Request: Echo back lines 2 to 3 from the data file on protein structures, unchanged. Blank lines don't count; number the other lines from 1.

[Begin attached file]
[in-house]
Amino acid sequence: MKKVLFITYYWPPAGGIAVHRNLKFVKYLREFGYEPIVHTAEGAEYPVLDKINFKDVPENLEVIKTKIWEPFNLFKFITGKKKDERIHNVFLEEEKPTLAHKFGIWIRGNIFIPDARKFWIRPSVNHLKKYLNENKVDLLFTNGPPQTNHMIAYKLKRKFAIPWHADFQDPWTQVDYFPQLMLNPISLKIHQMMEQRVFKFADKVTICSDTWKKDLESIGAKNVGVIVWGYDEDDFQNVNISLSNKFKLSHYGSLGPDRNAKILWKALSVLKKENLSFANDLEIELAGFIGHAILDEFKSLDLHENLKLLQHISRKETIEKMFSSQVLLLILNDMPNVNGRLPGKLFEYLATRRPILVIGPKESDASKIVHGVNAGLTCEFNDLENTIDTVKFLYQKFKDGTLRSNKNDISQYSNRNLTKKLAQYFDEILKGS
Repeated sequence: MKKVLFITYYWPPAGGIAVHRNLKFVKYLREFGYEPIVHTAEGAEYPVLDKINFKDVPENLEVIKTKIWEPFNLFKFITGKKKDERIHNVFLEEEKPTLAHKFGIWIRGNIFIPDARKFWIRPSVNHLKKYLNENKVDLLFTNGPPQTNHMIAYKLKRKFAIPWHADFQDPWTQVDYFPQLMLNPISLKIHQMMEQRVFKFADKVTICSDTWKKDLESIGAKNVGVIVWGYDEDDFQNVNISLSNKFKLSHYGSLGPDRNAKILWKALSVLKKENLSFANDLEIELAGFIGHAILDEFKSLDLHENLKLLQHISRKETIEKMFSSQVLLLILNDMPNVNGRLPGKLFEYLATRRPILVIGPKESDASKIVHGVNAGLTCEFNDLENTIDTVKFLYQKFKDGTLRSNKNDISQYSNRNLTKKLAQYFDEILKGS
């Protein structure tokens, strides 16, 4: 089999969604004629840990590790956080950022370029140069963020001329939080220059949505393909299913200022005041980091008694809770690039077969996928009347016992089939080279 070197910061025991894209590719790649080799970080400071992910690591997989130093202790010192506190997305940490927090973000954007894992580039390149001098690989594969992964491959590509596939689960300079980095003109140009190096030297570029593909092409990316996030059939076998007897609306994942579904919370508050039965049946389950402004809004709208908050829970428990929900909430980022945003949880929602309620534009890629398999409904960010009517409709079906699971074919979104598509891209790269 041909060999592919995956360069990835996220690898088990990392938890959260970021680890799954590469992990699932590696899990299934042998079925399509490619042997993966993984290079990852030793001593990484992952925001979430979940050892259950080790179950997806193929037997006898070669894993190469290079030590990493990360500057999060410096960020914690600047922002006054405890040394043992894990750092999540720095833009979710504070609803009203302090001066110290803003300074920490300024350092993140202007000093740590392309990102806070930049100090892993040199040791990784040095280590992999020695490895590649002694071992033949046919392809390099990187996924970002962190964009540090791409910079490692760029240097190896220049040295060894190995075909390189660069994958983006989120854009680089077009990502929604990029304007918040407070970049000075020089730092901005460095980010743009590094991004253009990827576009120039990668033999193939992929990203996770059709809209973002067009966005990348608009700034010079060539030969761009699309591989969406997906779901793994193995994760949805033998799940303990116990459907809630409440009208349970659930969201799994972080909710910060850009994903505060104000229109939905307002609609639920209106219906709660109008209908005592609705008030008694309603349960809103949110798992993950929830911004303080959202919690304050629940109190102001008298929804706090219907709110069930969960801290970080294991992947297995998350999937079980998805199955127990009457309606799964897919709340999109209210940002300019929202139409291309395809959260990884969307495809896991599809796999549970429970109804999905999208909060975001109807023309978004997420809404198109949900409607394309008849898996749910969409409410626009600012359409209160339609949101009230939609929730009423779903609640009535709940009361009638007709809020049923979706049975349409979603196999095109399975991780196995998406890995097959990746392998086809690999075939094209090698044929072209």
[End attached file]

Amino acid sequence: MKKVLFITYYWPPAGGIAVHRNLKFVKYLREFGYEPIVHTAEGAEYPVLDKINFKDVPENLEVIKTKIWEPFNLFKFITGKKKDERIHNVFLEEEKPTLAHKFGIWIRGNIFIPDARKFWIRPSVNHLKKYLNENKVDLLFTNGPPQTNHMIAYKLKRKFAIPWHADFQDPWTQVDYFPQLMLNPISLKIHQMMEQRVFKFADKVTICSDTWKKDLESIGAKNVGVIVWGYDEDDFQNVNISLSNKFKLSHYGSLGPDRNAKILWKALSVLKKENLSFANDLEIELAGFIGHAILDEFKSLDLHENLKLLQHISRKETIEKMFSSQVLLLILNDMPNVNGRLPGKLFEYLATRRPILVIGPKESDASKIVHGVNAGLTCEFNDLENTIDTVKFLYQKFKDGTLRSNKNDISQYSNRNLTKKLAQYFDEILKGS
Repeated sequence: MKKVLFITYYWPPAGGIAVHRNLKFVKYLREFGYEPIVHTAEGAEYPVLDKINFKDVPENLEVIKTKIWEPFNLFKFITGKKKDERIHNVFLEEEKPTLAHKFGIWIRGNIFIPDARKFWIRPSVNHLKKYLNENKVDLLFTNGPPQTNHMIAYKLKRKFAIPWHADFQDPWTQVDYFPQLMLNPISLKIHQMMEQRVFKFADKVTICSDTWKKDLESIGAKNVGVIVWGYDEDDFQNVNISLSNKFKLSHYGSLGPDRNAKILWKALSVLKKENLSFANDLEIELAGFIGHAILDEFKSLDLHENLKLLQHISRKETIEKMFSSQVLLLILNDMPNVNGRLPGKLFEYLATRRPILVIGPKESDASKIVHGVNAGLTCEFNDLENTIDTVKFLYQKFKDGTLRSNKNDISQYSNRNLTKKLAQYFDEILKGS